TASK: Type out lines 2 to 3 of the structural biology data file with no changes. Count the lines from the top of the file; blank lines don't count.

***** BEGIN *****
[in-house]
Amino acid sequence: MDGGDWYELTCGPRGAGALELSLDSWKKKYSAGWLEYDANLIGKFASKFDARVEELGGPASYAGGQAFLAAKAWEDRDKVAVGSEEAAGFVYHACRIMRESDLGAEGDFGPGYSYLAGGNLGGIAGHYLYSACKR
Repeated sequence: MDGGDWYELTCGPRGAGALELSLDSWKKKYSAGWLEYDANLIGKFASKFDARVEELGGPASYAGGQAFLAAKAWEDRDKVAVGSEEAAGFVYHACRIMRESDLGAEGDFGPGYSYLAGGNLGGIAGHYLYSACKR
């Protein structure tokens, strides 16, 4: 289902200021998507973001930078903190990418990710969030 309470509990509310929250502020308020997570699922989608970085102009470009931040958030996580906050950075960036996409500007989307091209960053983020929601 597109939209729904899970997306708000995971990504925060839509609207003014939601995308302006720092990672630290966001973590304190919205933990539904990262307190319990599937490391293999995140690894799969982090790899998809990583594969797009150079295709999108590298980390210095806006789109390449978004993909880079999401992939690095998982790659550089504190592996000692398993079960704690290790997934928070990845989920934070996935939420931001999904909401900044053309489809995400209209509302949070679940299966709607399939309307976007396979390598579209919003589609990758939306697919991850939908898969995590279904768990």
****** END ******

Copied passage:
Amino acid sequence: MDGGDWYELTCGPRGAGALELSLDSWKKKYSAGWLEYDANLIGKFASKFDARVEELGGPASYAGGQAFLAAKAWEDRDKVAVGSEEAAGFVYHACRIMRESDLGAEGDFGPGYSYLAGGNLGGIAGHYLYSACKR
Repeated sequence: MDGGDWYELTCGPRGAGALELSLDSWKKKYSAGWLEYDANLIGKFASKFDARVEELGGPASYAGGQAFLAAKAWEDRDKVAVGSEEAAGFVYHACRIMRESDLGAEGDFGPGYSYLAGGNLGGIAGHYLYSACKR